Chroma Scores $135M for Epigenetic Editing Approach
Catherine Stehman-Breen, CEO, Chroma Medicine/company courtesy
Google Ventures (GV) led the Massachusetts-based biotech’s successful funding round, announced Wednesday, along with a slew of new and existing investors. Chroma will use the new funds to drive its programs toward the clinic.
Chroma’s approach to genetic medicines avoids the pitfalls of traditional CRISPR gene editing, for which off-target effects and toxicities are a key challenge.
While the CRISPR scissor cuts often leverage unpredictable DNA repair pathways, Chroma's platform enables precise gene control through the epigenome without changing the DNA sequence.
The approach contains multiple advantages over traditional editing, including regulation without on-target consequences and enables multiplex editing – edits to several genomic loci simultaneously.
“Had this technology been initially developed at the same time as CRISPR-Cas9-based gene editing, we believe epigenetic editing would be the modality of choice for gene editing,” Catherine Stehman-Breen, CEO, Chroma, told BioSpace.
While declining to disclose any therapeutic target or timeline the clinic, Stehman-Breen said the initial strategy is to “establish the platform with validated targets and delivery methods in areas that showcase our differentiation in areas of unmet medical need.”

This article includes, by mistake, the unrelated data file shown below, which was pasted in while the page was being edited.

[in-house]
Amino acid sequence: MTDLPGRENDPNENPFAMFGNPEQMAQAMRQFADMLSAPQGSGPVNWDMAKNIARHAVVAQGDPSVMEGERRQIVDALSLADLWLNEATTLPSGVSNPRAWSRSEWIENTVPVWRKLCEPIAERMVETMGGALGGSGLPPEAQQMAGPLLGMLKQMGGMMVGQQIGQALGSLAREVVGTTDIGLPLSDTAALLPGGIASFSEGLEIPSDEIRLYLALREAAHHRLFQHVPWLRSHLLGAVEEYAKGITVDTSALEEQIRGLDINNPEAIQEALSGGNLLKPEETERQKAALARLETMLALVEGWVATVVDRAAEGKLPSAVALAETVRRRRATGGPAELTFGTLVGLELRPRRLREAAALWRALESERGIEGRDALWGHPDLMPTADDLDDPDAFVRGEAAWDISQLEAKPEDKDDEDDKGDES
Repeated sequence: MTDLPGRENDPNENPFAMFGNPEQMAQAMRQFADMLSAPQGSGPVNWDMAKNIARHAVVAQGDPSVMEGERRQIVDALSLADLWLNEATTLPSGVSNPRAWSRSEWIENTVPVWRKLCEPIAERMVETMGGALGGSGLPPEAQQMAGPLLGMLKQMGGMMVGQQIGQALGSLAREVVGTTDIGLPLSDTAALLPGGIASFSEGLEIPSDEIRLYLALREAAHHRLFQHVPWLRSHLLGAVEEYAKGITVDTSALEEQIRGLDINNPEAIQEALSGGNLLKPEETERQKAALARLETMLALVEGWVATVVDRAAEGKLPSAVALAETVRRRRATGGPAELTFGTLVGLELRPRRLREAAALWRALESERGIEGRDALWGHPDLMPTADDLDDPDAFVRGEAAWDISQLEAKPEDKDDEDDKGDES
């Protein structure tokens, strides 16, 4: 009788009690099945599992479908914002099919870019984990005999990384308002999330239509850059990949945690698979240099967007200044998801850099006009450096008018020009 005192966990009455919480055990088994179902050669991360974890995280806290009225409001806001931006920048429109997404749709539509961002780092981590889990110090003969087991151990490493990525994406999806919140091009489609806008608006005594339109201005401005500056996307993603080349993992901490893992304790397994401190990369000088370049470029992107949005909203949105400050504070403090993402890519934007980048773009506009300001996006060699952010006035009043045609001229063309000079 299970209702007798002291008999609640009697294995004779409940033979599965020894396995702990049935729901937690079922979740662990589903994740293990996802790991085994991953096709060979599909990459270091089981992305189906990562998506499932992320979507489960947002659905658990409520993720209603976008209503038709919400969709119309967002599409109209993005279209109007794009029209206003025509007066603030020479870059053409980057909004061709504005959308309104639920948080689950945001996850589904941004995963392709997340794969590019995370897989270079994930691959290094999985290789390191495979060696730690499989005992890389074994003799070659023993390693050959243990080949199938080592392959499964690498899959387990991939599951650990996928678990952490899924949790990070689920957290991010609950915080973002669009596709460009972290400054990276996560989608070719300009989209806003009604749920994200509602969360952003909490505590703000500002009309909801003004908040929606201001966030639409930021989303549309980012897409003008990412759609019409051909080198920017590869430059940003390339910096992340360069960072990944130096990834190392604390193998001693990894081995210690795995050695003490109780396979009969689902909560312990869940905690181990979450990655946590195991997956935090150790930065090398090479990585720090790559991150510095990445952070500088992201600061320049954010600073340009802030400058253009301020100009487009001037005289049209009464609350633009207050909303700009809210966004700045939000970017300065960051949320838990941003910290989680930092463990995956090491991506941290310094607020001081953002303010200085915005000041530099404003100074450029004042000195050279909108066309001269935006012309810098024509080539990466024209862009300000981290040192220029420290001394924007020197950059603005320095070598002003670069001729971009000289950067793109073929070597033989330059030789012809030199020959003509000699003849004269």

In today's biotech market, the science needs to be compelling to secure buy-in from today’s investor. With rising interest rates and an uncertain economic future, only “higher quality” companies are attracting quality investors, Mike Rice, founding partner at LifeSci Advisors, told BioSpace in previous interview.
Chroma debuted in November 2021 with $125 million for its gene editing technology, dubbed CRISPRoff, based on the pioneering work of the biotech’s six founders.
The company has grown from 27 employees to 80 since its launch and moved to a new spot in Boston to support the growing team. Continued expansion will be “intentional” as programs move through non-human primate studies and toward the clinic, Stehman-Breen said.
She credited the investors’ deep interest in the company to its “superior approach for gene regulation” and rapid progress in unlocking the technology’s potential over the past year and a half.
Chroma is the second recent genetic medicine investment for GV.
Google’s investment arm made a bet on Aera Therapeutics, which emerged from stealth mode with a combined-Series A and B financing in February 2023.
The $193 million will fuel Aera’s efforts to solve one of genetic medicine’s biggest hurdles – delivery. ARCH Venture Partners also went in on both Chroma and Aera.